That is one thing that makes me hesitant to buy a Tesla until 2017... The fact that the MSRP of the 2nd or 3rd model year of a Model X could drop significantly due to a decrease in battery pack costs.

While I'm willing to pay extra for cutting edge and technology I believe in, I still have a hard time with making a monthly payment as large as my mortgage for something that could be $10,000-15,000 less the next year once the Gigafactory is online. That would destroy resale value overnight.

Its not like Tesla needs my order in the meantime, they've got all of 2015's production on the Model X pre-sold.

vandacca | 19 februar 2015

@dguisinger, the current Tesla line-up, including the soon-to-be released Model-X is definitely for people who happen to have a lot of spare cash lying around. I don't think it would be feasible for most people to take out a loan to pick one up, unless they absolutely had to have one.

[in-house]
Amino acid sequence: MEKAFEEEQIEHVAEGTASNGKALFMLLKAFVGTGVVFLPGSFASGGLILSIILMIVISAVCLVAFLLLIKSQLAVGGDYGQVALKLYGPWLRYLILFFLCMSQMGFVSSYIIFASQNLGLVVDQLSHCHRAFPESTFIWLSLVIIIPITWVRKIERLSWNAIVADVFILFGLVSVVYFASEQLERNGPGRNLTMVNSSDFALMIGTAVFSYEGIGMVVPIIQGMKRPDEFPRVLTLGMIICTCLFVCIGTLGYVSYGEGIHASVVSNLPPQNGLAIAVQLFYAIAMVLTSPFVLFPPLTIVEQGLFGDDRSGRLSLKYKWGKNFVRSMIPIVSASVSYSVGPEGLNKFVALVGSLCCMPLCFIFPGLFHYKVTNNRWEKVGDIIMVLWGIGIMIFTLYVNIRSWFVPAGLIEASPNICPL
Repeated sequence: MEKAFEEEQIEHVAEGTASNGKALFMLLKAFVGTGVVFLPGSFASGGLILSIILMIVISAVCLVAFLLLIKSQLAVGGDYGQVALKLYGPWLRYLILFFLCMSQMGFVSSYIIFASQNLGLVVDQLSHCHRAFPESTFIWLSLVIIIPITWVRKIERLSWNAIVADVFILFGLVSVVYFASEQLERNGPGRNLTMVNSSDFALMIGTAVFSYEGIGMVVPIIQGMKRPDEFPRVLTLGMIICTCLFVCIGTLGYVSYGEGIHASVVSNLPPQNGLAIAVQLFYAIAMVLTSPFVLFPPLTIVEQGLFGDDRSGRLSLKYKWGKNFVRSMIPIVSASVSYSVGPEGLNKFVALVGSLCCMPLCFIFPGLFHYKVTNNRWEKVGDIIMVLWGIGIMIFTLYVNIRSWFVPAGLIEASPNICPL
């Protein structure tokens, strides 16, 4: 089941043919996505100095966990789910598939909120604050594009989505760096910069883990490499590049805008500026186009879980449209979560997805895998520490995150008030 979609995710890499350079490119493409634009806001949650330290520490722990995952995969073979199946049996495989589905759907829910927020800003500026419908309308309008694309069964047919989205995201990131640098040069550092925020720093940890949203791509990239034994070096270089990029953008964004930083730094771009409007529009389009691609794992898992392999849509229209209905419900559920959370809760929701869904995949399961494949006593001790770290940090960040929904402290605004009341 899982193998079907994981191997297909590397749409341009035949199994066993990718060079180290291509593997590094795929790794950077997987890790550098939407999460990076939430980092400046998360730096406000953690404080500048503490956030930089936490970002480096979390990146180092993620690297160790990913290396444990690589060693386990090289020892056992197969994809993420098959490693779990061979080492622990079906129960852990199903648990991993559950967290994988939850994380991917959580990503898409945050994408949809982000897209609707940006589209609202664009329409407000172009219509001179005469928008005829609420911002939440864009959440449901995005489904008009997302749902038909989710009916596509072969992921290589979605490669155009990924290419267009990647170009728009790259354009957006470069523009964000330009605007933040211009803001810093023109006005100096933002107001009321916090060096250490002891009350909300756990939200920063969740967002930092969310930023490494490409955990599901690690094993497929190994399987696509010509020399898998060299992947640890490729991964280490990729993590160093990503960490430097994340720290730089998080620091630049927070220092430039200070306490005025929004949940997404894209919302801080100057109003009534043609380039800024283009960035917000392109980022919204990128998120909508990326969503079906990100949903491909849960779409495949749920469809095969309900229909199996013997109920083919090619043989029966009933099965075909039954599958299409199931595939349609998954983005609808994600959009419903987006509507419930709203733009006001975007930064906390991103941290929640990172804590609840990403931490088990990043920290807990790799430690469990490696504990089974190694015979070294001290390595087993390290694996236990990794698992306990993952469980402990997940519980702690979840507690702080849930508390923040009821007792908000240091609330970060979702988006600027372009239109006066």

However, I don't see the price of the Model-X going down drastically in the next few years. It will take time for the Giga Factory to ramp up (plus, you also need to add in the Tesla delay factor) so it will take even longer for the price to begin to drop. I don't see the price dropping immediately after the first battery is made, but rather gradually over the course of a few years. The price of the Model-X will take even longer to drop (if at all) since it takes time for cheaper batteries to trickle into production lines.

Tesla will also be making improvements during this period of time, which may compensate for the price drop, so in the end, customers may not see any price drops at all (but maybe more included features).

I just don't want you to be disappointed when the price of a modestly loaded Model-X is still ~$100,000 by 2020.